Norah holding "The Adventures of Norah"

Just when it seemed no one would ever read my book, a cleft mum reached out to me and encouraged me to keep going, and that was all I needed. It wasn't hard to decide what my next project should be — Norah is a ball of energy, and her imagination is wild, vivid, and wonderful. I knew I just had to share it, so I decided to follow Norah around and record her stories, and that became the first instalment of The Adventures of Norah.

Cover of "My Unicorn Katie"

With those two down, and with all the positive feedback I've gotten since, I was not about to slow down. My next book was The Adventures of Norah: My Unicorn Katie, based on one of Norah's previous speech teachers. When Norah told me she is going to be a policewoman and a doctor to help kids like her, that excited me so much that it inspired the two books I'm currently working on: Norah and the Chicken Police and Let Us Be Pirates. In each book, I want to fight the stigma against people with clefts and remind my baby that she can do anything, that her cleft doesn't have to be her hindrance — it can be her superpower!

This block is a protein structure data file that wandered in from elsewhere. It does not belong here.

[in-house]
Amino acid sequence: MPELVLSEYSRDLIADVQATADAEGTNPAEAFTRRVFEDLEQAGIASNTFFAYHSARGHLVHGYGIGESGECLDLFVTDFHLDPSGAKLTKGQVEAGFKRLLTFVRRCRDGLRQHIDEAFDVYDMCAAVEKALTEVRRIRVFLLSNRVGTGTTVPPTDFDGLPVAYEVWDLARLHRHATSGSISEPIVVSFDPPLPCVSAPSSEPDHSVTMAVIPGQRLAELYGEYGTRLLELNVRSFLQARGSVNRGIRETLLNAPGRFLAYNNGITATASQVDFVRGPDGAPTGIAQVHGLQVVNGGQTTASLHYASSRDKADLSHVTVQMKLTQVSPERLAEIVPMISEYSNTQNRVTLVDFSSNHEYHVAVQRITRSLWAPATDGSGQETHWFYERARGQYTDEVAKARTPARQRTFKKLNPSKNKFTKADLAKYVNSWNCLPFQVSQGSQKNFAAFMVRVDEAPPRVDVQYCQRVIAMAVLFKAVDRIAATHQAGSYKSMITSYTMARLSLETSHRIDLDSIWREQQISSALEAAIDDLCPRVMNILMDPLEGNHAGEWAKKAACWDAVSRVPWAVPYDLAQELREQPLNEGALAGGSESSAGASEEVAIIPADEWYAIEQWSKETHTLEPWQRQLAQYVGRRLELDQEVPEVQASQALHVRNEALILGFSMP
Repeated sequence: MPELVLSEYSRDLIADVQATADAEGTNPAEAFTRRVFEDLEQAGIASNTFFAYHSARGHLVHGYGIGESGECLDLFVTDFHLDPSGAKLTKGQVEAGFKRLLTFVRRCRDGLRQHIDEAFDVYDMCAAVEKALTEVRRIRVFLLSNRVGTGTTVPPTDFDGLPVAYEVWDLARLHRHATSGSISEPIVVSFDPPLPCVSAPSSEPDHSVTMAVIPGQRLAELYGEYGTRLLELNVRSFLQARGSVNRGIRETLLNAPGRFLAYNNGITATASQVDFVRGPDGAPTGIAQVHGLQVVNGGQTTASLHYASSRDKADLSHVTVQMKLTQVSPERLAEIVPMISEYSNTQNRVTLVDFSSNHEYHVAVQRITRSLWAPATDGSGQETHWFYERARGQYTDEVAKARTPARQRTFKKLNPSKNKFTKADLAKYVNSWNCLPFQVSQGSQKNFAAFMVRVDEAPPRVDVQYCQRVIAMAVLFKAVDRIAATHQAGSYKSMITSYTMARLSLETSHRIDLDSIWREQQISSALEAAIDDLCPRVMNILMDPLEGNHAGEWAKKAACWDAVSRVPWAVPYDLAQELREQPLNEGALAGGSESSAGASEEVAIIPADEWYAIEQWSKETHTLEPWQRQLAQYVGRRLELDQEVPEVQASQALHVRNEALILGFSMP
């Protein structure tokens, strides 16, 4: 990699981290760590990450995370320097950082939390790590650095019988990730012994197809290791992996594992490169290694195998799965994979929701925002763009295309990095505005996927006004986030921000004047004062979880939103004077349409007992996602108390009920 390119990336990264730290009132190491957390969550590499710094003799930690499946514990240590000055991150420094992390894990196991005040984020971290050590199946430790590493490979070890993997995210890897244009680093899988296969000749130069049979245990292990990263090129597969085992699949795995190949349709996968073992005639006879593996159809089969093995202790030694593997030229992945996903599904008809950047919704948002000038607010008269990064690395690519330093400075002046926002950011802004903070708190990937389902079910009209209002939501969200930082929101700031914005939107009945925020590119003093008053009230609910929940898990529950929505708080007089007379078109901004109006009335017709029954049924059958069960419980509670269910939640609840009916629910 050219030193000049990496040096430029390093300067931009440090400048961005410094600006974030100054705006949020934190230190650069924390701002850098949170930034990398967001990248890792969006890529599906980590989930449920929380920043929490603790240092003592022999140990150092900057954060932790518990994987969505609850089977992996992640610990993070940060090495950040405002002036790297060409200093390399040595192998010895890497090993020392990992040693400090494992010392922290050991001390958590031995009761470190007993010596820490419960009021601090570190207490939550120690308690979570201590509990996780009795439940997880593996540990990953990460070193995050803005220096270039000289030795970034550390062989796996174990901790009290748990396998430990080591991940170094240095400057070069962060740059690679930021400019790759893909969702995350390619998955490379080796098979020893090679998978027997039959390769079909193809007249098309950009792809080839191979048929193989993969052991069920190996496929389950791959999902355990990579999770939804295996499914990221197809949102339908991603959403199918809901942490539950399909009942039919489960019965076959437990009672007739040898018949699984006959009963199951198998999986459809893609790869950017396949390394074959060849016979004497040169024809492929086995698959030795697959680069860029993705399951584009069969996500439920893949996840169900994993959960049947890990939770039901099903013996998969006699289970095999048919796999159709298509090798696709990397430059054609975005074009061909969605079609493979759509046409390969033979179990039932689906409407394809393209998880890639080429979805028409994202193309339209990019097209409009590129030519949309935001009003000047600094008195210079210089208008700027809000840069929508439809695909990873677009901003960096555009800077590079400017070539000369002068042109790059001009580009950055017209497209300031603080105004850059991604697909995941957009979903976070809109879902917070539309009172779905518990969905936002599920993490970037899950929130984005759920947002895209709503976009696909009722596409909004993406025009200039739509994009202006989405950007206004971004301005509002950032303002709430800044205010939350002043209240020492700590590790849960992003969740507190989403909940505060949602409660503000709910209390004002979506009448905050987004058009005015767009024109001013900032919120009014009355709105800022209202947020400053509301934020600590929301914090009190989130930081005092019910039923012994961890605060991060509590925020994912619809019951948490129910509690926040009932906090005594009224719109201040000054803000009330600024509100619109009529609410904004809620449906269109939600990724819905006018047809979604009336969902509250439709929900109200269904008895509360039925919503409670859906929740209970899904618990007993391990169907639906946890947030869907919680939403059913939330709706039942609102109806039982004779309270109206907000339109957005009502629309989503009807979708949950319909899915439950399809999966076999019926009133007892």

Norah on her fifth birthday

And I'm not stopping with books. I want to redo my website soon to make it more interactive, with games, puzzles, and other things that will make learning from the books even more fun.

Norah licks a spoon on a hot summer day

These projects take a lot of energy, and I've had to pay most of the expenses that come with them out-of-pocket. But I don't mind because it has become my passion, and what little profit I have made I've been able to donate to Smile Train to help even more children with clefts live their dreams.